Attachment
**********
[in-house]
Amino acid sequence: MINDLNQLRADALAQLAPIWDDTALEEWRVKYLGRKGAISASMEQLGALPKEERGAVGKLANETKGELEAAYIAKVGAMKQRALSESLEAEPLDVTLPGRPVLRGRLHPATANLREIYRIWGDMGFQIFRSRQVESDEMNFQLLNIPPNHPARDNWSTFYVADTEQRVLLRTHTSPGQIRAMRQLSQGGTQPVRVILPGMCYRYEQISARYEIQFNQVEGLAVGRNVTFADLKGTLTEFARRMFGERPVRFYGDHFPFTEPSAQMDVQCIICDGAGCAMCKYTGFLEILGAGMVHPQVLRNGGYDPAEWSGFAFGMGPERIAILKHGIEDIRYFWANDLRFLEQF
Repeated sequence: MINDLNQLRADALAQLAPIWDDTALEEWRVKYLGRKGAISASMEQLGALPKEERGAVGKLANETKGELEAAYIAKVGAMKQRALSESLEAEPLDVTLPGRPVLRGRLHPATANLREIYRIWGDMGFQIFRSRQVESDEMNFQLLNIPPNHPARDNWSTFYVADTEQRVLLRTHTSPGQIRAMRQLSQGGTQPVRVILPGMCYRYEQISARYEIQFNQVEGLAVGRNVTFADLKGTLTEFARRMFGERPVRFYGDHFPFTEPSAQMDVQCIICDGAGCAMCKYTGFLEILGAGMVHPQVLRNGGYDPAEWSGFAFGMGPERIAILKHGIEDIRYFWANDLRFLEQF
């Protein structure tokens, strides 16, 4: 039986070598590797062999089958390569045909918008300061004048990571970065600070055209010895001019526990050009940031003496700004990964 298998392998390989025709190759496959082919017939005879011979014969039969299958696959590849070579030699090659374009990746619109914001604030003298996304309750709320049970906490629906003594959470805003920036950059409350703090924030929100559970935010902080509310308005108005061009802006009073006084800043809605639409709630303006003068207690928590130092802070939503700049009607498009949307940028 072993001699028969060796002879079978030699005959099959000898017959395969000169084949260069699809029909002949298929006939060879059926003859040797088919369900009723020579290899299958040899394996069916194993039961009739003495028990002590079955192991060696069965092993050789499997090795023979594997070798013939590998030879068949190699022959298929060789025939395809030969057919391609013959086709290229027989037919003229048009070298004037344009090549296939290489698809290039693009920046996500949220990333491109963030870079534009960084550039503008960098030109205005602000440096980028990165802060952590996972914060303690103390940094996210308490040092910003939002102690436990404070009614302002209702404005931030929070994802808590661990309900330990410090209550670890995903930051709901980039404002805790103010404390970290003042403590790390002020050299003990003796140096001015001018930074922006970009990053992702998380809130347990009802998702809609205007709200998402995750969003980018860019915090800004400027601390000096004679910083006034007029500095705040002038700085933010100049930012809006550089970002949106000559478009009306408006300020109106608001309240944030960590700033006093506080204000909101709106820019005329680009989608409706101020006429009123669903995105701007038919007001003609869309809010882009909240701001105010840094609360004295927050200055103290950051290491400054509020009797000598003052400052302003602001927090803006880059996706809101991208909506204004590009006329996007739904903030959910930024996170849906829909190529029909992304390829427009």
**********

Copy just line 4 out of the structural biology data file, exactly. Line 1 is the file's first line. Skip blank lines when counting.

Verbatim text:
């Protein structure tokens, strides 16, 4: 039986070598590797062999089958390569045909918008300061004048990571970065600070055209010895001019526990050009940031003496700004990964 298998392998390989025709190759496959082919017939005879011979014969039969299958696959590849070579030699090659374009990746619109914001604030003298996304309750709320049970906490629906003594959470805003920036950059409350703090924030929100559970935010902080509310308005108005061009802006009073006084800043809605639409709630303006003068207690928590130092802070939503700049009607498009949307940028 072993001699028969060796002879079978030699005959099959000898017959395969000169084949260069699809029909002949298929006939060879059926003859040797088919369900009723020579290899299958040899394996069916194993039961009739003495028990002590079955192991060696069965092993050789499997090795023979594997070798013939590998030879068949190699022959298929060789025939395809030969057919391609013959086709290229027989037919003229048009070298004037344009090549296939290489698809290039693009920046996500949220990333491109963030870079534009960084550039503008960098030109205005602000440096980028990165802060952590996972914060303690103390940094996210308490040092910003939002102690436990404070009614302002209702404005931030929070994802808590661990309900330990410090209550670890995903930051709901980039404002805790103010404390970290003042403590790390002020050299003990003796140096001015001018930074922006970009990053992702998380809130347990009802998702809609205007709200998402995750969003980018860019915090800004400027601390000096004679910083006034007029500095705040002038700085933010100049930012809006550089970002949106000559478009009306408006300020109106608001309240944030960590700033006093506080204000909101709106820019005329680009989608409706101020006429009123669903995105701007038919007001003609869309809010882009909240701001105010840094609360004295927050200055103290950051290491400054509020009797000598003052400052302003602001927090803006880059996706809101991208909506204004590009006329996007739904903030959910930024996170849906829909190529029909992304390829427009």